It’s been over two months since the beginning of the Russian attack on Ukraine, so I believe you’ve all been more or less familiar with the situation. But life mustn’t stop, and folks at Skylum are aware of it. This is why, despite the conflict and against all odds, Skylum has just launched another set of updates for Luminar Neo, its latest photo editing software.
Unless you’ve been living under a rock, you know that Russia attacked Ukraine in February. What does it have to do with Skylum and Luminar NEO, you may wonder? Well, Skylum is a Ukraine-based company. And in spite of everything, they’ve managed to update the recently announced Luminar NEO and add some awesome new features.
It’s been quite a while since Skylum announced Luminar Neo, its brand new editing software. And now, it’s finally out and ready for you to install and use.
You may wonder what it is, what it does, and who is it for. How does it compare with Luminar AI and Luminar 4? Stay with me, I’m going to tell you more in this article.
Skylum has just announced a brand new image editor. Luminar Neo is AI-driven editing software relying on Skylum’s already established technology. And yet, it provides you with more control and flexibility over your edits so it’s not all about AI. It sounds like a crossover between Luminar 4 and Luminar AI (reviewed here), with the best of both worlds. Also, colorists and composite artists should find it useful alongside photographers, so let’s see what it has to offer.
Luminar AI was first introduced in September 2020, and shortly after, it got reflections in sky replacement. But now the program has launched its first update. It has made the already simple editing even simpler, and some of the major bugs have been fixed. So, let’s see what’s new in the Luminar AI 1.0.1.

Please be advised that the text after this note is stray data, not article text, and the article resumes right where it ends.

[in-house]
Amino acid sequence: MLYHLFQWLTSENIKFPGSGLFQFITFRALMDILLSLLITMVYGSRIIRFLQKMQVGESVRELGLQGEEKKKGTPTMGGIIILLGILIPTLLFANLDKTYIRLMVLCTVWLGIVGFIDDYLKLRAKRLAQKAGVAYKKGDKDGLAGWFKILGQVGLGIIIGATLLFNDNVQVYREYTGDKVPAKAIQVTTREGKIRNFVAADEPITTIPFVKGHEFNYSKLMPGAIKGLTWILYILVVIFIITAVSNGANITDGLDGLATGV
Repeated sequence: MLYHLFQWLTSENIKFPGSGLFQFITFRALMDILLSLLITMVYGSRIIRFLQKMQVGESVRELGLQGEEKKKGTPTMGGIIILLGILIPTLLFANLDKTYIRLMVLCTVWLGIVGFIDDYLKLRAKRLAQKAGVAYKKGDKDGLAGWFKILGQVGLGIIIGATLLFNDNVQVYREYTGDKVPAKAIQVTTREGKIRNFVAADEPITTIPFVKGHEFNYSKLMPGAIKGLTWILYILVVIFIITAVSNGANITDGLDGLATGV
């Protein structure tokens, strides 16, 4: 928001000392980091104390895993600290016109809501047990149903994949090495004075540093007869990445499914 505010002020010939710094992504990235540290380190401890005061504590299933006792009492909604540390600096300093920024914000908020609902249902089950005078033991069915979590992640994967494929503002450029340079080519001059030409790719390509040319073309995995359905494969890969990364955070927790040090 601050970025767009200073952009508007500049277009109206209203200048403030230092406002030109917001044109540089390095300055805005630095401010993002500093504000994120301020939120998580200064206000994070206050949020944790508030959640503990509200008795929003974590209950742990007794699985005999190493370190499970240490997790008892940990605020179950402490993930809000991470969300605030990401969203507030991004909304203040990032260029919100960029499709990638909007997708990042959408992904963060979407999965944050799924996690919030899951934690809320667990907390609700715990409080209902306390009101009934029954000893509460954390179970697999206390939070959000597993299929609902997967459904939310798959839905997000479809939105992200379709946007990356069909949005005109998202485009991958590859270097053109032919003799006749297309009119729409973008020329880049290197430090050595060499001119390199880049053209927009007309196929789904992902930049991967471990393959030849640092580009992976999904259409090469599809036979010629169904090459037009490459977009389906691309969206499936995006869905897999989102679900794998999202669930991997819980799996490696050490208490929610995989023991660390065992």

A few days back, I compared Photoshop and Luminar AI Beta’s sky replacement feature. When I turned to Luminar AI, I struggled with a mountain that was too warm for my taste. It turns out, I managed to overlook an important sky replacement tool; the masking brush. In this article, I will show you how to use masking to improve the sky replacement algorithm. Further, I also have a closer look at what Skylum calls Augmented Sky.
Skylum’s goal with Luminar AI is to create a processing software for the casual user who doesn’t want to spend hours editing an image. The developers have designed the software to help photographers make quick and precise adjustments using the power of AI.
It’s time to employ masks and play around in Augmented sky.
A few days ago I tested Photoshop’s new Sky Replacement feature on a tricky waterfall image. Since Photoshop handled that challenge so well I, started wondering if the same “sky replacement” feature will work the same with a night photo. Well, actually, it was shot in the early morning in Jotunheimen, Norway. The sky, however, was shot in the evening that same day.
I was hanging with Dag Ole Nordhaug, testing the Samyang 18mm. We had some amazing scenery around us, but sadly very little going on in the skies. There were no clouds above, just low hanging clouds and fog rolling from the mountains. I had actually planned to trash the morning image, but when Photoshop released their latest update I changed my mind. It is very difficult to add a new sky to an image when fog and clouds bleed into the sky. How will the “new” Photoshop handle this challenge, I thought to myself. Let’s find out.
Skylum keeps teasing the new features that are coming to Luminar AI. The latest novelty is a new and improved Sky Replacement that is now more accurate than before. Sky Replacement 2.0 now automatically adds water reflections to your landscape photos. Along with some other enhanced details, Luminar AI will now make your composite images more realistic and believable.